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China’s cell therapy sector: a beacon of opportunity in 2024

China’s cell therapy sector: a beacon of opportunity in 2024

In recent years, the landscape of venture capital investment in innovative medicine in China has experienced a notable shift. Following a period of prosperity during the COVID-19 pandemic, Chinese VC funding peaked in 2021. But this has been followed by a substantial decline, caused by geopolitical tensions, the shift away from COVID research, and unsatisfactory returns from prior development programs.

Amidst this downturn, however, cell therapy has emerged as a beacon of opportunity for 2024 and beyond. And international pharmaceutical companies and their suppliers – including providers of instruments, cell lines, and high-end consumables – face a great opportunity to explore strategic partnerships to expedite clinical trials in the field.

Changing investment dynamics

Investment in innovative medicine in China overall has recently been going through a cooling phase, with a marked decline in venture capital funding over the last two years. 

The gene therapy sector, in particular, saw a striking 83% decrease in investment from 2022 to 2023, attributed to slow clinical progress and tightened gene editing supervision by China’s National Medical Products Administration (NMPA).
But China’s cell therapy ecosystem presents a very different picture – as the graph below clearly shows. 

Increasing focus on – and government backing for – innovative medicine catalyzed a remarkable 51% post-COVID rebound in cell therapy funding in 2023, with investment reaching $2.5 billion.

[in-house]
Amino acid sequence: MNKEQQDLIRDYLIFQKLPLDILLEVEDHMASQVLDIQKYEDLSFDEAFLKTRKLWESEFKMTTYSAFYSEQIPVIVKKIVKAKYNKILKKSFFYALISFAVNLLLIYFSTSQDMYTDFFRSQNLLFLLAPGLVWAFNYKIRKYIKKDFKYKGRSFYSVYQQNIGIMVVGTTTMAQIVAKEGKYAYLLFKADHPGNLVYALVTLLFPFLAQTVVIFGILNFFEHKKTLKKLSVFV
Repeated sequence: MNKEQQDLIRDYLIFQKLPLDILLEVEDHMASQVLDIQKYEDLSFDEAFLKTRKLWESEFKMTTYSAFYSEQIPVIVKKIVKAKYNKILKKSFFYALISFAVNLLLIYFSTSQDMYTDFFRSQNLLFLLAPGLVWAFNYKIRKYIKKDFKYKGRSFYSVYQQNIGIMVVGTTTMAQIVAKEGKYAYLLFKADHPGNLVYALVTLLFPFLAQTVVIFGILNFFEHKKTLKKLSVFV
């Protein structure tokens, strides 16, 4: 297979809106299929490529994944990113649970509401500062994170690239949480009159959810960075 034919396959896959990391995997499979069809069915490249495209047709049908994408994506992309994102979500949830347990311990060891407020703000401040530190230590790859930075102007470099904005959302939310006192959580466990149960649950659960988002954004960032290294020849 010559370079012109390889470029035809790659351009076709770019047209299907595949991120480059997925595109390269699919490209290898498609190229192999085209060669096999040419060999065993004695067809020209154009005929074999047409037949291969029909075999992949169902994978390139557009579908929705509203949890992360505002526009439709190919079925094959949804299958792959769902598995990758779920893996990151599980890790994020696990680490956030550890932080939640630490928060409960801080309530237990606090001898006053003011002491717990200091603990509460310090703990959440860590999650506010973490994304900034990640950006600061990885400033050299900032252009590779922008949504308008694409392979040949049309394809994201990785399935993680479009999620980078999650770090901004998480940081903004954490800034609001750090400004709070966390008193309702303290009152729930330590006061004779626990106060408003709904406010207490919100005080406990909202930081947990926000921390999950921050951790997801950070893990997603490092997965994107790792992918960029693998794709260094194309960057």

And more than 2,000 cell therapy clinical trials – accounting for one out of three trials globally – are being conducted by Chinese players, underlining the country's growing influence in the global market.

CAR-T innovation 

China's focus on cell therapy is particularly strong in the realm of Chimeric Antigen Receptor T-cell (CAR-T) therapy.

Among 2,034 cell therapy-related trials, 1,164 are focused on CAR-T. And, amongst these, 11 products have entered pivotal stages and two have filed New Drug Applications (NDAs) with the NMPA.

Four CAR-T drugs – developed by Fosun Kite, JW Therapeutics, IASO Biotherapeutics and Juventas – have already gained NMPA approval as of this January.

And the average price of $153,000 for Chinese CAR-T therapy is significantly lower than its US equivalent, creating a clear competitive advantage for Chinese offerings.

Supportive regulatory environment

China’s NMPA has also played a crucial role in fostering the remarkable growth of cell therapy in the country. 

In 2022 alone, the NMPA published eight regulations to expedite the clinical progress of cell therapy drug development, demonstrating the government's commitment to these products. 

Major Chinese cities – including Shanghai, Beijing, Tianjin, Shenzhen and Haikou – have also formulated local incentive plans for innovative cell therapy drugs. Including funding, clinical resources and accelerator support, these incentives are further facilitating a conducive environment for the sector’s expansion. 

Entrants from Southeast Asia

Given this remarkable growth, China's cell therapy market is unsurprisingly capturing substantial overseas attention and emerging as an important target for new entrants.

Southeast Asian cell therapy players – most notably exemplified by Singaporean biotech company Lion TCR – have been particularly active in China.